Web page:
IRISH couples are taking their time to walk down the aisle as they say "I do" later in life.
New figures from the Central Statistics Office (CSO) show that the average age of a bride, which has been rising steadily in recent years, now stands at 32. Grooms have an average age of 34.
Meanwhile, the marriage rate is falling and is now at its lowest level since 1998 as many couples opt to live together instead. Nevertheless, 20,594 couples took the plunge in 2010, although this was down from 21,627 a year earlier.
But while it was a case of wedded bliss for these couples, the same year also saw 3,113 divorces granted by the courts. This was down 7pc from the previous year.
And, despite our unpredictable weather, summer continues to be the most popular time to get married, with almost two-fifths of all weddings in 2010 taking place in June, July and August.
July was the busiest month for florists and hoteliers, with 13pc of all weddings take place that month – including the star-studded nuptials of Brian O'Driscoll and Amy Huberman who tied the knot in what was described as "wedding of the year" on July 2 in Aughavas, Co Leitrim.
However, it was Saturday, July 31, that was the most popular day of 2010 for weddings, with 257 couples – or 1pc of all the year's weddings – happening on the day.
The CSO used marriage registration forms from 2010 to compile the statistics, which also give a breakdown of the local authority area in which the bride and groom live. While it does not reveal whether they were living together before marrying, it found that the majority of couples kept it local.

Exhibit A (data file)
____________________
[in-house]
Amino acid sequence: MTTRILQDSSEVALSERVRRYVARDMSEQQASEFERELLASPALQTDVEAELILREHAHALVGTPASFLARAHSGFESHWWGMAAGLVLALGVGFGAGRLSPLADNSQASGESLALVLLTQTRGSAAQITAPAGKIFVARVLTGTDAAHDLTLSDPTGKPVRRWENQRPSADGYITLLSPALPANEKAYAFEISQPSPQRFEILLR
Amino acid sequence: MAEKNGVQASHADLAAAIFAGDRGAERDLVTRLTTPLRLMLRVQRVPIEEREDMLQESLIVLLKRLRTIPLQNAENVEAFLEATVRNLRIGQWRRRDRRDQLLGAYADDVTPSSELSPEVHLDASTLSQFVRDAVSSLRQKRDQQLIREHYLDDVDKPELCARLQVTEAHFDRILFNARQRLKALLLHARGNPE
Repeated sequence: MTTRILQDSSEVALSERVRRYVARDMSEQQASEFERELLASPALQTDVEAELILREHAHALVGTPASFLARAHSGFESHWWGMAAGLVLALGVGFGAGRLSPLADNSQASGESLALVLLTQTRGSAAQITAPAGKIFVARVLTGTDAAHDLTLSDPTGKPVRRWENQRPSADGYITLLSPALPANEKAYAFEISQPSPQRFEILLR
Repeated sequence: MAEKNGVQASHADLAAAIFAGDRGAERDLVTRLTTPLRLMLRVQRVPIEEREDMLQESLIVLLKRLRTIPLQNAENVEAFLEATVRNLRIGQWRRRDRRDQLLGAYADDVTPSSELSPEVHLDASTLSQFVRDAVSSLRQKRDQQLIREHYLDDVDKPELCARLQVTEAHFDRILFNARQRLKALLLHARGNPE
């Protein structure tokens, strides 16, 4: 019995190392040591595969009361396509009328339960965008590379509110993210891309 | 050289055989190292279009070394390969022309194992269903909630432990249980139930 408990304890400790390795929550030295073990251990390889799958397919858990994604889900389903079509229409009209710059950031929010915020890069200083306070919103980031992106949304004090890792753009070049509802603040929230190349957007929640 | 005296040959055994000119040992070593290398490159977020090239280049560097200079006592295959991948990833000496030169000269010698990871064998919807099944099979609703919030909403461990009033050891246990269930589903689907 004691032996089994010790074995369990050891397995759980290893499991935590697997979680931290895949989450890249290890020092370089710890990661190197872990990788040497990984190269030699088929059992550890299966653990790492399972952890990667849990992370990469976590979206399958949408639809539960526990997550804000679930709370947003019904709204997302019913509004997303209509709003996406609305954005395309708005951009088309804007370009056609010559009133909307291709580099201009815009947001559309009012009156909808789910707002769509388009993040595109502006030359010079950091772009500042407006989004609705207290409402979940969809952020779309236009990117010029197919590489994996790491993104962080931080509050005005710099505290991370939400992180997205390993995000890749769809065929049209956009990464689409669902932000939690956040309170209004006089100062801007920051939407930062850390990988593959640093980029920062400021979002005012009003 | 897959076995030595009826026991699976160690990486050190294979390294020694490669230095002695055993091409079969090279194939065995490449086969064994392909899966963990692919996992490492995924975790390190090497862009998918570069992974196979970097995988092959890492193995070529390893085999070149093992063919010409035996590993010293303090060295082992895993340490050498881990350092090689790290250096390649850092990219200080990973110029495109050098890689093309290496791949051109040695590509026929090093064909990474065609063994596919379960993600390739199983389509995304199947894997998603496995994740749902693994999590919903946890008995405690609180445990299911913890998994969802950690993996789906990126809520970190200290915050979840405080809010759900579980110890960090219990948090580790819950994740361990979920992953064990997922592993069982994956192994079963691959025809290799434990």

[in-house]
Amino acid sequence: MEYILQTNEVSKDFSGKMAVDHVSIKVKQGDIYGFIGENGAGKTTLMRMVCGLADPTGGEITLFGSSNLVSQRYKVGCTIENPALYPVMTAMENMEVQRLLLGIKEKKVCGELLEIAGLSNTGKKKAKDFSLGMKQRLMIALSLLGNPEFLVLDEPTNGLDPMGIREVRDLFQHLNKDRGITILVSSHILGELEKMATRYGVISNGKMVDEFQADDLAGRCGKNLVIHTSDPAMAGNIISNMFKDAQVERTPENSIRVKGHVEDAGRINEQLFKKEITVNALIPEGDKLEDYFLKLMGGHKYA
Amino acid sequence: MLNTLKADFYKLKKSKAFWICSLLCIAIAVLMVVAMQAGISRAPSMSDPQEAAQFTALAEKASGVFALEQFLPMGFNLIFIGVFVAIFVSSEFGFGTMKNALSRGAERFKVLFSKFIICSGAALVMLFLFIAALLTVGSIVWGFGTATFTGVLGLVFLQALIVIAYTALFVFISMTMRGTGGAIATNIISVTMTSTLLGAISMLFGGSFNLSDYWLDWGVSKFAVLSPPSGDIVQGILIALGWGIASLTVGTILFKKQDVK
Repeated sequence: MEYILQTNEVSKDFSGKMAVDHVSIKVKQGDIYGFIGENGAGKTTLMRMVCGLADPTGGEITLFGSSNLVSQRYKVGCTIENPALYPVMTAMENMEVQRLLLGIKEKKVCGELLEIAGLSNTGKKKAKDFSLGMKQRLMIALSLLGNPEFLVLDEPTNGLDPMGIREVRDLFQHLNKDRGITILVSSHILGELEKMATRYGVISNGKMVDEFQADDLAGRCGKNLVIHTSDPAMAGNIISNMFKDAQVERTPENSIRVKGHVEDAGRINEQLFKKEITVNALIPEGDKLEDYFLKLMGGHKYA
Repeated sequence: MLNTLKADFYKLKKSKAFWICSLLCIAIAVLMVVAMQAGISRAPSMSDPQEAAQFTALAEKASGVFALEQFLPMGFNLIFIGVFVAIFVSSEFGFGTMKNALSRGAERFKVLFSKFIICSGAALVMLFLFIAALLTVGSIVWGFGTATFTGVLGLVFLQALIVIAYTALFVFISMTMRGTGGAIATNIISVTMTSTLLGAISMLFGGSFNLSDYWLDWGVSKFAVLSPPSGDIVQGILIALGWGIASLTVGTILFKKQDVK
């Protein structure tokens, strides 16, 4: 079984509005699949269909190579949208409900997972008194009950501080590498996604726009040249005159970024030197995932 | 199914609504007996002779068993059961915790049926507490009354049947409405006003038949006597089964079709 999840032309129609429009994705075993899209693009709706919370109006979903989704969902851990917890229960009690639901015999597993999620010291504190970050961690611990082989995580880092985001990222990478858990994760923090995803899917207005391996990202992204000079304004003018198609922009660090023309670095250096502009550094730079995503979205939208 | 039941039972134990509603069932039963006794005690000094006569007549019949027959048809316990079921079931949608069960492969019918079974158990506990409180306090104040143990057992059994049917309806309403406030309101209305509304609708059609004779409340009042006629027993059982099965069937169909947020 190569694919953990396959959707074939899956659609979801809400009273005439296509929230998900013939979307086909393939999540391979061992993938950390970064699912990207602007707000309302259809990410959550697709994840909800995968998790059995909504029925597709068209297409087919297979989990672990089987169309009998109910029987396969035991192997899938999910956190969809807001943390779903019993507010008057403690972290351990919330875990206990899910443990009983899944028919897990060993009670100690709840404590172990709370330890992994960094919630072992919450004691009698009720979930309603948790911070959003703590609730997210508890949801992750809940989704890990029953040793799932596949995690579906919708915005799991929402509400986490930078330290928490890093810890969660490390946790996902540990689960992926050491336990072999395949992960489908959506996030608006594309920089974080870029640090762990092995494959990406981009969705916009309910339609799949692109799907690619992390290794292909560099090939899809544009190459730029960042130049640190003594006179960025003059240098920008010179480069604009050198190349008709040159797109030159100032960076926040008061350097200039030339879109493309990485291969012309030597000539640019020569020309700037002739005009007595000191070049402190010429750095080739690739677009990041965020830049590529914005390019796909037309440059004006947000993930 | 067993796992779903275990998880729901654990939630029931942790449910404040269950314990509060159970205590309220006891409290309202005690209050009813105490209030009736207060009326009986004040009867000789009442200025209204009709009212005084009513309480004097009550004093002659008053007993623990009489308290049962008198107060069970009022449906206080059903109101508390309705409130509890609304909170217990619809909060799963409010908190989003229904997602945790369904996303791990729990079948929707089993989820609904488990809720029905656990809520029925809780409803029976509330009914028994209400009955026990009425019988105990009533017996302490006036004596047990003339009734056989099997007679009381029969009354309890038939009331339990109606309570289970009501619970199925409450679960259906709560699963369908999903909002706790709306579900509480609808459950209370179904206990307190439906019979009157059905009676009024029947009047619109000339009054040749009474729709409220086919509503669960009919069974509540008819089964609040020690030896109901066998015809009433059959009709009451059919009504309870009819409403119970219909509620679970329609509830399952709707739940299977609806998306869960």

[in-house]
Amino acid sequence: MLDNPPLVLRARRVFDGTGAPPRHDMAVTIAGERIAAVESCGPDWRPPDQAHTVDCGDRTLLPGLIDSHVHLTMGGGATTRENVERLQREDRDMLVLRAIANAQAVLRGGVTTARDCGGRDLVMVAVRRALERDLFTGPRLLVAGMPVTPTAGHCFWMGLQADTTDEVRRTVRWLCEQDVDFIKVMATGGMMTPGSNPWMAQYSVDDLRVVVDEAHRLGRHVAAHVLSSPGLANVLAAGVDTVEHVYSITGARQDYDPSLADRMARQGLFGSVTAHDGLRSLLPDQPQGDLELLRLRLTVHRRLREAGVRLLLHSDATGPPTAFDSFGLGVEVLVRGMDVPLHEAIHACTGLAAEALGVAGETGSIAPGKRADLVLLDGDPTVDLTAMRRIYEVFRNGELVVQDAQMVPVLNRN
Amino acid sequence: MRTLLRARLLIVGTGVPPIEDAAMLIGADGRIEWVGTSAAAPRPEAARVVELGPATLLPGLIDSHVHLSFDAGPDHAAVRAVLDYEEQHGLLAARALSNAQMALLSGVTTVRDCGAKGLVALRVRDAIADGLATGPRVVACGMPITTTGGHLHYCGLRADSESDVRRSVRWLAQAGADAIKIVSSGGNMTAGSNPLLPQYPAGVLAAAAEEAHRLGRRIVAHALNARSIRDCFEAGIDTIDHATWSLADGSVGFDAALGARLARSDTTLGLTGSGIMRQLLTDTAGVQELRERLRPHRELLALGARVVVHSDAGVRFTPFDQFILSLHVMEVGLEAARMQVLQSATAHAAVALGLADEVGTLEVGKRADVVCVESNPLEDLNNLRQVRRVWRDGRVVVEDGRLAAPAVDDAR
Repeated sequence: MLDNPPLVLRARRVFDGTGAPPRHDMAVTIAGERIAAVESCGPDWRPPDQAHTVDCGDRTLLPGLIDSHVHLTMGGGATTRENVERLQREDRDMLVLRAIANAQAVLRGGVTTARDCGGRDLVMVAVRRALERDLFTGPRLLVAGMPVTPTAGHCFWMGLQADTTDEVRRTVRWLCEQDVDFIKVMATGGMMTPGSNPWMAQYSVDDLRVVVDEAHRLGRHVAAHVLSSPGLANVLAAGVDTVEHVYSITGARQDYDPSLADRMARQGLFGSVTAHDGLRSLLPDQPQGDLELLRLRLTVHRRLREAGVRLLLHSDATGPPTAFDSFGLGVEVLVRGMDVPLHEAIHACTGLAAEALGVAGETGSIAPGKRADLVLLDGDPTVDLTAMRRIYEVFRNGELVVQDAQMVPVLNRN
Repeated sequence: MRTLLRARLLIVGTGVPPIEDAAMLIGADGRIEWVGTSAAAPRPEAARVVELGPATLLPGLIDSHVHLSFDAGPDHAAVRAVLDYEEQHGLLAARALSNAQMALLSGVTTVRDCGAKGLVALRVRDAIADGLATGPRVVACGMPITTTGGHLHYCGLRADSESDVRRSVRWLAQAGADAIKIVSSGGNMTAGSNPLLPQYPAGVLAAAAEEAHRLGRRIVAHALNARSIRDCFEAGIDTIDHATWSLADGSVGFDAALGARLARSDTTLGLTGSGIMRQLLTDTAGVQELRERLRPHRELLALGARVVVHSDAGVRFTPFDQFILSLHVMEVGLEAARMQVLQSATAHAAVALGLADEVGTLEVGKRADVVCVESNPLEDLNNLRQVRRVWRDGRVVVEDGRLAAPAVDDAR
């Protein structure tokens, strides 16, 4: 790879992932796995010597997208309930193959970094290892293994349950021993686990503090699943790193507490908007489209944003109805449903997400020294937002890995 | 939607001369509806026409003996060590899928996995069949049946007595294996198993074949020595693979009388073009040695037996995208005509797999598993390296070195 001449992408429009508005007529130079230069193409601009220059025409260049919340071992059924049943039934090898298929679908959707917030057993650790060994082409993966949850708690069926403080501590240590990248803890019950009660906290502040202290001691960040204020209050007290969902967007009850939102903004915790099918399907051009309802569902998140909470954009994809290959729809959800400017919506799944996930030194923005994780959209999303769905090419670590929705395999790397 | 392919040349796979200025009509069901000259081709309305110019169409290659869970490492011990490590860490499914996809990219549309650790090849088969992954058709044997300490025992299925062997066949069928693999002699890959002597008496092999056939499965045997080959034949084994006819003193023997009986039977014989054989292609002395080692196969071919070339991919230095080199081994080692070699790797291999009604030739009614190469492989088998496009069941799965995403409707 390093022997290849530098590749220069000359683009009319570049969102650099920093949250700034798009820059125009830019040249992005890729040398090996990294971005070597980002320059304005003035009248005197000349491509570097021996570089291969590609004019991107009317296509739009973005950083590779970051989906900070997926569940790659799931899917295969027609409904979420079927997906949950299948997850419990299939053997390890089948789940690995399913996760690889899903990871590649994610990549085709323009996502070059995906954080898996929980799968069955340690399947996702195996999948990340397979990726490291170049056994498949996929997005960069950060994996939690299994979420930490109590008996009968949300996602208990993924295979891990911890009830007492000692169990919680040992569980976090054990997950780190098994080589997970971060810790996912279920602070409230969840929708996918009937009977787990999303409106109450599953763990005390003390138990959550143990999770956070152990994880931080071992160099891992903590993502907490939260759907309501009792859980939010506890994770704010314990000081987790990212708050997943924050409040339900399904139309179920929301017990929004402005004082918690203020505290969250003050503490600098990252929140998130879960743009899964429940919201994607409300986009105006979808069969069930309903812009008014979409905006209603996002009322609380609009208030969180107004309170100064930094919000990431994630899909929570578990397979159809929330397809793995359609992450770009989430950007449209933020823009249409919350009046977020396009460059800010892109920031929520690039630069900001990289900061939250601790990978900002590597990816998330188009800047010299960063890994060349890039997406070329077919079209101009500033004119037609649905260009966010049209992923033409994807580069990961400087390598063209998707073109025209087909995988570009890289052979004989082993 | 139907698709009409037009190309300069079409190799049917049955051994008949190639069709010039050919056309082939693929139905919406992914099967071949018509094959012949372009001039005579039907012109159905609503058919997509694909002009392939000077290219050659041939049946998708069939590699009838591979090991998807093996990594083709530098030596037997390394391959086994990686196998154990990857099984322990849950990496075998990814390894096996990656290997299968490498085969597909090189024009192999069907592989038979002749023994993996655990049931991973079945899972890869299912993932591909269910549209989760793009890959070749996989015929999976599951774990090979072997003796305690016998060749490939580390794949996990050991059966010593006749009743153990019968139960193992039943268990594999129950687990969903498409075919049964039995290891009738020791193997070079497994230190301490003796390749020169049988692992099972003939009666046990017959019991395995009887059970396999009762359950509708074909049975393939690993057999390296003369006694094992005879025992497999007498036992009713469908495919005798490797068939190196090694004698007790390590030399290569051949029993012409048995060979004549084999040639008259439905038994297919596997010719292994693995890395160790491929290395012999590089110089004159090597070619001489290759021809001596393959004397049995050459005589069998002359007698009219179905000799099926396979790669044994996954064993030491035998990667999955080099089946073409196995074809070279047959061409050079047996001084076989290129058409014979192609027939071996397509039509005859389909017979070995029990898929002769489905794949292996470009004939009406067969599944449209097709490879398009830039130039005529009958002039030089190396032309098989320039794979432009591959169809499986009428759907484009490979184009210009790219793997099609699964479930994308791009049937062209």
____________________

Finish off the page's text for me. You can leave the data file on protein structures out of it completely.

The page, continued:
Over 93pc of grooms living in Co Donegal married women from the same county, while 91pc of brides living in Wexford married a man from the same area. At the other end of the spectrum, only 73pc of Roscommon grooms married a local lady, while only 75pc of Longford brides tied the knot with a man from the area.
The majority of marriages registered were Roman Catholic ones (67pc), followed by civil marriages (29pc) and Church of Ireland ceremonies (2pc).
The remaining marriages were made up of Presbyterian, Methodist, Jewish and other ceremonies.
Muslim marriage ceremonies were not included as there is, as yet, no provision for their civil registration.
The percentage of couples opting for a civil marriage ceremony remained unchanged at 29pc, with just under 6,000 couples choosing this option.
Civil ceremonies were most popular among Dubliners where two-fifths got hitched this way, compared to just a fifth in the border region.
Some 88pc of marriages in 2010 were "first-time marriages" in which both the bride and the groom were walking down the aisle for the first time.
There were 2,226 marriages involving at least one divorced person, including 414 marriages where both parties were divorced.